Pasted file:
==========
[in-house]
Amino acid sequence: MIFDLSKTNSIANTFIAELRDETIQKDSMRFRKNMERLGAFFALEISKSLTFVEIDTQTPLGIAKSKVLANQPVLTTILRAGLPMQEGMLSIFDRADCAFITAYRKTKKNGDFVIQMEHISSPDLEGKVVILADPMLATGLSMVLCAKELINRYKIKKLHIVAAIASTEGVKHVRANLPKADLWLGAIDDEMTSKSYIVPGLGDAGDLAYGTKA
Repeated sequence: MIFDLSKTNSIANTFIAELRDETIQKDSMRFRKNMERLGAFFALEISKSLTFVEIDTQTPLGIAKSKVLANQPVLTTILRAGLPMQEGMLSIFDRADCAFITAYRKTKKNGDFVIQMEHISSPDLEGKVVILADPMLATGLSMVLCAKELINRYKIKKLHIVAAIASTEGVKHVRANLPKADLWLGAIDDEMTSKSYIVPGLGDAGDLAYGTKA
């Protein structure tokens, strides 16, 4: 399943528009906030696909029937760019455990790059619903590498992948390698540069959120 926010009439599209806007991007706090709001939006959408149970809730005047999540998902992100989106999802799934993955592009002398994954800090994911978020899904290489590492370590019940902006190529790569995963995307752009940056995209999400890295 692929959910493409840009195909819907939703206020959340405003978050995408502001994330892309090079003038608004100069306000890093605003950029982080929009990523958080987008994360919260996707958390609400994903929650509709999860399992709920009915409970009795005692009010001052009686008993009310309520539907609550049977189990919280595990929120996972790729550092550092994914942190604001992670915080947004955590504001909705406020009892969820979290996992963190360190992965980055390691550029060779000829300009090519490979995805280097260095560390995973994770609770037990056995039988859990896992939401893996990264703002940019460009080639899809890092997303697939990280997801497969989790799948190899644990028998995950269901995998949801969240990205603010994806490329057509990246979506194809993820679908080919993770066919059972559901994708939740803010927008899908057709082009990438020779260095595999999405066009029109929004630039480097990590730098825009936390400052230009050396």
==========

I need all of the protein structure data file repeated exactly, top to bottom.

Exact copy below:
[in-house]
Amino acid sequence: MIFDLSKTNSIANTFIAELRDETIQKDSMRFRKNMERLGAFFALEISKSLTFVEIDTQTPLGIAKSKVLANQPVLTTILRAGLPMQEGMLSIFDRADCAFITAYRKTKKNGDFVIQMEHISSPDLEGKVVILADPMLATGLSMVLCAKELINRYKIKKLHIVAAIASTEGVKHVRANLPKADLWLGAIDDEMTSKSYIVPGLGDAGDLAYGTKA
Repeated sequence: MIFDLSKTNSIANTFIAELRDETIQKDSMRFRKNMERLGAFFALEISKSLTFVEIDTQTPLGIAKSKVLANQPVLTTILRAGLPMQEGMLSIFDRADCAFITAYRKTKKNGDFVIQMEHISSPDLEGKVVILADPMLATGLSMVLCAKELINRYKIKKLHIVAAIASTEGVKHVRANLPKADLWLGAIDDEMTSKSYIVPGLGDAGDLAYGTKA
């Protein structure tokens, strides 16, 4: 399943528009906030696909029937760019455990790059619903590498992948390698540069959120 926010009439599209806007991007706090709001939006959408149970809730005047999540998902992100989106999802799934993955592009002398994954800090994911978020899904290489590492370590019940902006190529790569995963995307752009940056995209999400890295 692929959910493409840009195909819907939703206020959340405003978050995408502001994330892309090079003038608004100069306000890093605003950029982080929009990523958080987008994360919260996707958390609400994903929650509709999860399992709920009915409970009795005692009010001052009686008993009310309520539907609550049977189990919280595990929120996972790729550092550092994914942190604001992670915080947004955590504001909705406020009892969820979290996992963190360190992965980055390691550029060779000829300009090519490979995805280097260095560390995973994770609770037990056995039988859990896992939401893996990264703002940019460009080639899809890092997303697939990280997801497969989790799948190899644990028998995950269901995998949801969240990205603010994806490329057509990246979506194809993820679908080919993770066919059972559901994708939740803010927008899908057709082009990438020779260095595999999405066009029109929004630039480097990590730098825009936390400052230009050396």